D. R. Weimer

ONE TARA BOULEVARD, SUITE 302

NASHUA, NEW HAMPSHIRE 03062-2801

dweimer@mrcnh.com

** Abstract**

A method has been developed to derive the electric potentials in the
high-latitude ionosphere resulting from any arbitrary combination of the
interplanetary magnetic field (IMF) magnitude and orientation, solar wind
velocity, and dipole tilt angle. This model is based on spherical harmonic
coefficients that were derived by a least error fit of measurements from
multiple satellite passes. These harmonic coefficients have been found to have
systematic variations that can be reproduced by a combination of a Fourier
series and a multiple linear regression formula. Examples of the model output
are shown. In principal, this technique could be used as a fundamental
building block to forecast geomagnetic disturbances, or space weather , from
satellite measurements in the upstream solar wind.

** Introduction**

Models of the ionospheric electric potentials, or plasma convection patterns ,
have many uses in space physics research. In addition, a capability to predict
ionospheric electric fields and currents from the solar wind/IMF would be an
essential component of space weather forecasts. There has been a steady
evolution in the production of maps of the electric potential patterns that
are associated with various orientations of the IMF. These maps have consisted
of both empirical and theoretical models, often in the form of pictorial
sketches, and limited to a few generic orientations of the IMF. While useful
for the knowledge that they provide, the lack of a flexible, numerical
representation has often limited the previous models utility.

In a recent development [*Weimer,* 1995] a set of electric potential maps
were produced which show the ionospheric potential variations as a function of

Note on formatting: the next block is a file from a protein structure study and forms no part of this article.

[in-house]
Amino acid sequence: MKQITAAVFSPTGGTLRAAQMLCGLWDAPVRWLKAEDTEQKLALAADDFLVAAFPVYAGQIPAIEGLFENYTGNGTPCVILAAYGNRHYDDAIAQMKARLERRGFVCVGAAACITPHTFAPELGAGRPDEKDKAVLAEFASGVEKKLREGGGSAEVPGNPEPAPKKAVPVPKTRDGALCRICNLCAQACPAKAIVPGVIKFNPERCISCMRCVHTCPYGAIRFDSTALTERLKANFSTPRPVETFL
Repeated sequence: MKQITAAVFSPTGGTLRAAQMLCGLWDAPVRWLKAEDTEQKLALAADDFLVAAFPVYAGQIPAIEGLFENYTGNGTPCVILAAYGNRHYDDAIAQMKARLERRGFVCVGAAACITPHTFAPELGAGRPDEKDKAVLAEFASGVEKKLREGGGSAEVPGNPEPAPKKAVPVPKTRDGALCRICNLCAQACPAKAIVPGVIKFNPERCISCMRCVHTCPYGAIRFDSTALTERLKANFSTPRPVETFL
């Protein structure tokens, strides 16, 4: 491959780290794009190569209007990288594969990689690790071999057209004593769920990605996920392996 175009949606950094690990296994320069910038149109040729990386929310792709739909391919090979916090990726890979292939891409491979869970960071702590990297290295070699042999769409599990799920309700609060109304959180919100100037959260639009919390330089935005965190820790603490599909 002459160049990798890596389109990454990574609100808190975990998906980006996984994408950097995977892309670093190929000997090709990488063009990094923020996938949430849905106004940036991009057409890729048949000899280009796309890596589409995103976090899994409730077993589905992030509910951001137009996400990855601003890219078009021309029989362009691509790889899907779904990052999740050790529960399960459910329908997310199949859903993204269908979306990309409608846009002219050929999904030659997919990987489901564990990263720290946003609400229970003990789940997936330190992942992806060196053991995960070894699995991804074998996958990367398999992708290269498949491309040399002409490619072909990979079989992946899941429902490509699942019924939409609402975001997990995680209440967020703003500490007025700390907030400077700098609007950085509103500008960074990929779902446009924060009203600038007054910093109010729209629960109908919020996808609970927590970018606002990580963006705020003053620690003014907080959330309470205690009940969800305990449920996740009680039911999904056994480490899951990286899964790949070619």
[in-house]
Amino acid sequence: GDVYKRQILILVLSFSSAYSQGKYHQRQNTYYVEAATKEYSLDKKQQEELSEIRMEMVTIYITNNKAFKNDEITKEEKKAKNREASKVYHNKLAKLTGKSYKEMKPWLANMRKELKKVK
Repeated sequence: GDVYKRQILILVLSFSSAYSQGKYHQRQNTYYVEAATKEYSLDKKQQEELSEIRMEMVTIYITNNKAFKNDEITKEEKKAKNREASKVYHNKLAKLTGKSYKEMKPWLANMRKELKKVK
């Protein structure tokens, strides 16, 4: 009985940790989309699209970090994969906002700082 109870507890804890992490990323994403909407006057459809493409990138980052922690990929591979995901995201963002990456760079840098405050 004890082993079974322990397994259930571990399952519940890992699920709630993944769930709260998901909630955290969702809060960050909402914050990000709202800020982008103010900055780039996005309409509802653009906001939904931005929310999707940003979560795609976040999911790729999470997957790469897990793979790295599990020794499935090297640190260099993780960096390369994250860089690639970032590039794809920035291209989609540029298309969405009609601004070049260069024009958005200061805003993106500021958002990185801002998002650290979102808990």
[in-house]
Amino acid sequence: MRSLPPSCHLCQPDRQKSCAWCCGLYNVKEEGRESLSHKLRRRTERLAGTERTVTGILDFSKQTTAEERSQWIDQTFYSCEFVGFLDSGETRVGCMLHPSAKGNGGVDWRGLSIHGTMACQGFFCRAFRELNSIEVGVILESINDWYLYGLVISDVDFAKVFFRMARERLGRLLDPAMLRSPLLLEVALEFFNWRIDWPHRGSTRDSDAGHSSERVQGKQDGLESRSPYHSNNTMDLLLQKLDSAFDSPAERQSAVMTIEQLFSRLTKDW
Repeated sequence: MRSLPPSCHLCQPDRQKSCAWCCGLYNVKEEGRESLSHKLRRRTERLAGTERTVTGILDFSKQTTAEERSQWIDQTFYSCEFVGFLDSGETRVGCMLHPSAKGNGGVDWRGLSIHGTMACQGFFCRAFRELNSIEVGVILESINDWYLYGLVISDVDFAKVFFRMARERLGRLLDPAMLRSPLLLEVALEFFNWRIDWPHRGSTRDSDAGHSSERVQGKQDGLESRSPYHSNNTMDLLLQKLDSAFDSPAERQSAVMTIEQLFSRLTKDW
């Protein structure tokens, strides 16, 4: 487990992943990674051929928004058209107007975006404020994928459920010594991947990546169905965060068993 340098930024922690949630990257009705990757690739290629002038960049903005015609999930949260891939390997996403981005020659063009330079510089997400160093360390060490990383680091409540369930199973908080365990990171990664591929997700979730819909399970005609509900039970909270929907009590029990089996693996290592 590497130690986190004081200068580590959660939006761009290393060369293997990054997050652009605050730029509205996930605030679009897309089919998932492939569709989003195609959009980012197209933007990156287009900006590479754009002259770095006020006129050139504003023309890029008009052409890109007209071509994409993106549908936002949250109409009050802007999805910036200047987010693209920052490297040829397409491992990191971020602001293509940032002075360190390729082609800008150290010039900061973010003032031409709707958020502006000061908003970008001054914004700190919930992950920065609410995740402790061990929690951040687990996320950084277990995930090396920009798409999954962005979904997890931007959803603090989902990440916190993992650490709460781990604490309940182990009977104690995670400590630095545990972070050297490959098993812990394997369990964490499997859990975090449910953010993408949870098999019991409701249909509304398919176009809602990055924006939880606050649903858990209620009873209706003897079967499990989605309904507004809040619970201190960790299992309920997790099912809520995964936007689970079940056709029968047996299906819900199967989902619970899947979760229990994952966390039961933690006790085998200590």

the of IMF angle in the GSM Y-Z plane. These maps were shown for two different
groupings, according to the magnitude of the IMF or the dipole tilt angle.
These electric potential maps were derived from direct, double-probe
measurements of the electric field on the DE-2 satellite [*Maynard et al.
* 1981], using all polar cap passes during which there were IMF
measurements available from the ISEE-3 or IMP-8 satellites. All measurements
of the electric potential along the multiple, random paths in sorted groups
were then used to derive a representation of the potential for the given
conditions in terms of a spherical harmonic expansion

where* theta*is a function of the geomagnetic colatitude,* phi*
represents the magnetic local time (MLT), and* P _{l}^{m}*
is the associated Legendre function. The coefficients

The potential maps in

** Technique**

As the original potential functions are based on spherical harmonics, it is
natural that a more flexible version be based on an interpolation of the
harmonic coefficients from the derived patterns. The critical key to creating
a flexible representation of the electric potentials is based on the fact that
each of the* A _{lm}* and

As the variation of the spherical harmonic coefficient

where* omega* is the IMF clock angle. The* C _{n}* and

After deriving the variations of the spherical harmonic coefficients as a function of the angle , attention is given to the other variable parameters. The left column in Figure 1 shows that the

where* B _{T}* is the total magnitude of the IMF in the Y-Z plane,

In order to derive the regression coefficients, it is necessary to have measurements of the Fourier coefficients at a number of different combinations of

The resulting regression coefficients are found to be capable of faithfully reproducing the original input data. For example, the dotted line in Figure 1 shows the values of

By repeating this procedure for each of the

** Summary**

A technique has been developed which has the capability to model the
high-latitude, ionospheric electric potentials for any reasonable combination
of IMF magnitude and orientation, solar wind velocity, and dipole tilt angle.
Although the data which were used to derive this model had group-averaged IMF
magnitudes only up to 11 nT, the linear regression coefficients are capable of
producing reasonable patterns at much greater magnitudes. For example, a
southward IMF of 30 nT produces a pattern that appears to be very realistic,
having a cross-polar potential drop of 304 kV. However, caution is advised
when using or interpreting the results of this model when driven with input
conditions that exceed the limits of the original data set.

Nevertheless, this model has potential for use in space weather applications.
For example, given a measurement of the IMF upstream in the solar wind, it
would be possible to predict in advance the resulting electric fields and